ST. LOUIS — Monday's St. Louis Blues practice seemed as if the coaches put their fingers on the "fast forward" button and never let up.
With a rare break in the lockout-condensed schedule and three days off before facing Chicago on Thursday, Blues coach Ken Hitchcock presided over a high-intensity, high-tempo workout that lasted more than an hour.
Hitchcock said only 12 non-game day practice remaining this season, so each one takes on greater significance.
"Everything we're practicing are game-like situations, but they're done at a really high tempo," Hitchcock said. "We're trying to really get as much as we can from every drill. We're trying to make guys play with proper precision while being tired, and that's the big challenge."
The Blues (10-6-2) are 4-1-1 in their previous six games and coming off a 2-1 home victory over Columbus on Saturday that ended a five-game home losing streak.
Hitchcock is hoping to improve his team's overall fitness level while also fine-tuning mistakes that had crept into recent games. Monday's focus was transition and tempo.
"Every drill we did today was extended, so you still have to perform at a high level even though you're tired and trying to catch your breath," Hitchcock said. "If we do that for three days, I think by the time we get ready to play on Thursday we'll be a better team because of it."
The practice included scrimmaging, one-on-one battle drills and an extra-large order of skating.
"It's about getting better," Blues winger Andy McDonald said. "Normally you have that time where you can work on different types of drills. It's a little bit more physical, a little bit more tiresome, but with the schedule it's just been impossible to do.
"It came at a good time for us. Guys expected it and it was a good day."
Hitchcock said teams around the league are noticing a difference between players who played during the lockout and others who worked out on their own.
The Blues' top players in terms of ice time are defenseman Alex Pietrangelo (averaging 25 minutes, 48 seconds), defenseman Kevin Shattenkirk (22:12) and defenseman Barret Jackman (19:44).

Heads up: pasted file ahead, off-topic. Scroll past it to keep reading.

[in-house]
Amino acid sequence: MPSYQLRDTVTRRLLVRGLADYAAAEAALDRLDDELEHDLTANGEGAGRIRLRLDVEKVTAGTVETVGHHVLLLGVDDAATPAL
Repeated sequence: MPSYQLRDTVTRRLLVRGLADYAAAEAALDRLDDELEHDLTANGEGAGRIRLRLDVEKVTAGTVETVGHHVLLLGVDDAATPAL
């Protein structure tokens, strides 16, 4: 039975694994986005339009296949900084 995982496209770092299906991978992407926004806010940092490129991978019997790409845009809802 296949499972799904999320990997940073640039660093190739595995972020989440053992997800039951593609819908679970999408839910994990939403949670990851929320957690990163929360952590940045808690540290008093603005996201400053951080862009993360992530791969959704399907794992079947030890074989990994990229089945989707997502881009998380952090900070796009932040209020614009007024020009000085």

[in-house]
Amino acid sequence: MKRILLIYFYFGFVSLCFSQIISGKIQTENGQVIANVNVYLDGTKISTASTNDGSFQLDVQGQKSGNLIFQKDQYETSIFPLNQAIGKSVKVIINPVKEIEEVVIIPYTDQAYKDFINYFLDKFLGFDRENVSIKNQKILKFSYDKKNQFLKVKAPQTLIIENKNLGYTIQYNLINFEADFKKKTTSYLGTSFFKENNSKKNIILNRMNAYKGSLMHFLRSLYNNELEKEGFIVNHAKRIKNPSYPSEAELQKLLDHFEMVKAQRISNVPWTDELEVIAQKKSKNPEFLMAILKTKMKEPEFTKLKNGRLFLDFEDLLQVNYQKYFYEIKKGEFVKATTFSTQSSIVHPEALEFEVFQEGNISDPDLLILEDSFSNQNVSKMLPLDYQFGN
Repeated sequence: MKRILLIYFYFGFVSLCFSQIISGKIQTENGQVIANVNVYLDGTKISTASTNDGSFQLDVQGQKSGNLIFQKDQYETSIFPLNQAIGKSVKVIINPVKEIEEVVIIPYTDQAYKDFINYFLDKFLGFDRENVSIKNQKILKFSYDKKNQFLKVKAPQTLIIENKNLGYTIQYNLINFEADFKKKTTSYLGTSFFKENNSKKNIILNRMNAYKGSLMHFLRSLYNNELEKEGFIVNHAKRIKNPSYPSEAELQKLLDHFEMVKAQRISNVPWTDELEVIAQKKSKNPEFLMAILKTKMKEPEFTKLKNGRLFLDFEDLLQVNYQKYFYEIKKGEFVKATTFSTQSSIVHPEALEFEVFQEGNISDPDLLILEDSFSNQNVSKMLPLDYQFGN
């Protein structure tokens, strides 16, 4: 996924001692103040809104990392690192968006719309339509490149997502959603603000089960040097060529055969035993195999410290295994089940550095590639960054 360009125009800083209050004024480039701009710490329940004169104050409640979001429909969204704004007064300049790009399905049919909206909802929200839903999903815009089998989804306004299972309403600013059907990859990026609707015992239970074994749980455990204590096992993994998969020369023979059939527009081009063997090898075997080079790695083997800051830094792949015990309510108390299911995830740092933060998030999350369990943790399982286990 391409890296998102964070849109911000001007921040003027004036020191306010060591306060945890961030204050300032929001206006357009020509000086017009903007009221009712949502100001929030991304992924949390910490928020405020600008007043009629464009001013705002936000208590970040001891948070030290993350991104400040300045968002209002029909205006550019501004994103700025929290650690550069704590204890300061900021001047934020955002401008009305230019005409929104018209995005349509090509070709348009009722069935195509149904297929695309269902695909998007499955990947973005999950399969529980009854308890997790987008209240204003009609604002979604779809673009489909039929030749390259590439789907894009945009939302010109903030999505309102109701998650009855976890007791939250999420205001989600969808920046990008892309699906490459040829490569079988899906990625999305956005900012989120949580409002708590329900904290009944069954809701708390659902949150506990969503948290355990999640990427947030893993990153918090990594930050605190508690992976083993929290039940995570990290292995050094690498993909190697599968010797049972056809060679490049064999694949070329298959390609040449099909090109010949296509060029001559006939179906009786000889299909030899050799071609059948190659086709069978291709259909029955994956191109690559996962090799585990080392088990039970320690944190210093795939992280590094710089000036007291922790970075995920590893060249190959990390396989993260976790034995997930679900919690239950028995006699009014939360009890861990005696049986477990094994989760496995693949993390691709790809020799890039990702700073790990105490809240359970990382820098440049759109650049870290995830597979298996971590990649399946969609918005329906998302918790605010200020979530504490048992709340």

Among the forwards, T.J. Oshie, David Backes, David Perron and Alex Steen all average more than 18 minutes.
"If you look around the league right now ... probably 85 or 90 percent of the time, the players that didn't play have hit the wall and they're struggling," he said. "We've got to punch through with that. You can't just rest them up and think that's going to work.
"We're trying to get through that and this is a great opportunity for us."
Blues winger Vladimir Tarasenko, who suffered a concussion last Wednesday after being blindsided by Colorado's Mark Olver, remains out of action.
"He's not able to practice, he doesn't feel good enough to participate physically," Hitchcock said. "He's feeling better, but not at the level where he can come on the ice. When he starts being able to come around and practice and perform, then that s a big step for him. But he's not there yet."
Attention to detail
Hitchcock is becoming upset with the Blues' continued penalties for too many men on the ice.
"We're too impatient," he said. "We got caught three times this year already where we've been coming out of a power play and we've had a forward change for the D-man and the D-man's gone on too quickly."
* Blues goalie Jaroslav Halak is 16-1-1 in his last 18 home starts. He has allowed only nine goals in his previous 11 home games with six shutouts during that span.
* Former Blues goalie Ben Bishop was named the NHL's Third Star of the Week. The Ottawa Senators netminder was 3-0 last week with a 2.03 goals-against average and .931 save percentage, winning twice in shootouts.
* Former Blues captain and NHL Most Valuable Player Chris Pronger stopped by the team's practice facility on Monday.